Issues Of The Environment: Women's History Month-The Life And Legacy Of Mary Beth Doyle
Mary Beth Doyle Park is a beautiful and serene area in which to spend time and enjoy the outdoors. It is appropriately named after environmental advocate and activist Mary Beth Doyle. She helped bring the Ecology Center to international prominence and improved the health of environment and inspired others to do the same. WEMU's David Fair checked in with Doyle's mentee, colleague, and friend Rebecca Mueninck from the Ecology Center in Ann Arbor for a Women's History Month rememberance.
- In 2008, an underutilized park and natural area was renamed to commemorate and celebrate the life of Mary Beth Doyle, widely recognized as one of Michigan’s most prominent environmental advocates, who tragically passed away in 2004.
- Her professional career included positions with the Sierra Club, Greenpeace, and the Ecology Center in Ann Arbor, where she worked for 12 years.
- Mary Beth’s efforts spanned the local, state, and national environmental movements. She worked with professionals, policymakers, health-impacted groups, and others to increase awareness of endocrine disrupting chemicals, and the links between public and environmental health. She persuaded the first major retailer in the country to agree to stop selling children’s chew toys made from toxic poly vinyl chloride. Mary Beth worked with dozens of local communities throughout Michigan to help them address toxic pollution problems. Among the most notable examples of her work in Michigan, she led a successful campaign to shut down a polluting incinerator at a hospital in Detroit. In Romulus, she helped local residents fight development of a toxic waste injection well. She was instrumental in the successful and high-profile “Don’t Trash Michigan” campaign, which resulted in passage of legislation to regulate out-of-state waste.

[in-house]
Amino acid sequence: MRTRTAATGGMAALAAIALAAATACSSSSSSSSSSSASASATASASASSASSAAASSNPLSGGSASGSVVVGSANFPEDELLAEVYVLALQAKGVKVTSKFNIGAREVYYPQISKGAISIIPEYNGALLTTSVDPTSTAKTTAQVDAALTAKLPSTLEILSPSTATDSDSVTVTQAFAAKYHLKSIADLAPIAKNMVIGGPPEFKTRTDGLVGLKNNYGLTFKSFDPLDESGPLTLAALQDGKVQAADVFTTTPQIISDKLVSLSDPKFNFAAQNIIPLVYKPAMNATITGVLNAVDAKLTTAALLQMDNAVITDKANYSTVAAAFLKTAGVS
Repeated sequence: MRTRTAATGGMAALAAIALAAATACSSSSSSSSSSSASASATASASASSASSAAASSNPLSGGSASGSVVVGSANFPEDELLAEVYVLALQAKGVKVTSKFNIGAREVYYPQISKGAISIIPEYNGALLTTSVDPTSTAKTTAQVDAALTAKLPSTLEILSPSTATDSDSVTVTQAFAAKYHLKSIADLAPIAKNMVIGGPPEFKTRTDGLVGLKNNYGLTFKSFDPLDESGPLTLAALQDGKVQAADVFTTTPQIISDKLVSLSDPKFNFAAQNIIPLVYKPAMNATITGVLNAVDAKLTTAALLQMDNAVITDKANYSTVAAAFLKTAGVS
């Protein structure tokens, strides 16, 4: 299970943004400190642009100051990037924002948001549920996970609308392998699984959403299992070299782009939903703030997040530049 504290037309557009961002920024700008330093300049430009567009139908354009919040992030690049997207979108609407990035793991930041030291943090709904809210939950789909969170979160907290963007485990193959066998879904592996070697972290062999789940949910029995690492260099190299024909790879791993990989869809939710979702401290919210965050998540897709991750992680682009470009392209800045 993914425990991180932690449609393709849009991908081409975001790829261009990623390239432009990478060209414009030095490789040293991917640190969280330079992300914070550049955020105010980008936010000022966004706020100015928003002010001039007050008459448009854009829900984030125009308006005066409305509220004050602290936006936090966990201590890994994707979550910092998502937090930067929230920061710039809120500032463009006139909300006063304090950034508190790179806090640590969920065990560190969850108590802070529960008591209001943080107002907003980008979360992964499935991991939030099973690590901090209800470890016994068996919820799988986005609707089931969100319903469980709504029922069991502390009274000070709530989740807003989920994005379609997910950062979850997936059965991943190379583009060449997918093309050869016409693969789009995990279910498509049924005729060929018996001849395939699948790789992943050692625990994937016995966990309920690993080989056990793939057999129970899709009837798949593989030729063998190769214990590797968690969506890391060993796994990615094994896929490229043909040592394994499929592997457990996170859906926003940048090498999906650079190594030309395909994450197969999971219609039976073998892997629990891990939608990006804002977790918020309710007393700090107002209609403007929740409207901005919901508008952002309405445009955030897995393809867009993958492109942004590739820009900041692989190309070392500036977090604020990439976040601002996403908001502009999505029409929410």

- In her adopted hometown of Ann Arbor, she coordinated the grassroots portion of the successful People for Parks campaign to pass a citizen-initiated millage proposal for parkland acquisition – the program which was later expanded into several City’s Parks and Greenbelt Programs. She helped pass a ban on mercury thermometers in Ann Arbor – at the time, the third in the country – and then the successful statewide ban. Mary Beth also served on the Ann Arbor Environmental Commission. Through this outstanding work, Mary Beth was widely known and respected by policy makers and regulators in Michigan, as well as activists and community leaders throughout the country. (Source: *directly quoted* https://www.a2gov.org/departments/Parks-Recreation/NAP/Documents/Newsletters/fieldoperations_nap_newsletter_2008_summer.pdf)
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— David Fair is the WEMU News Director and host of Morning Edition on WEMU. You can contact David at 734.487.3363, on twitter @DavidFairWEMU, or email him at firstname.lastname@example.org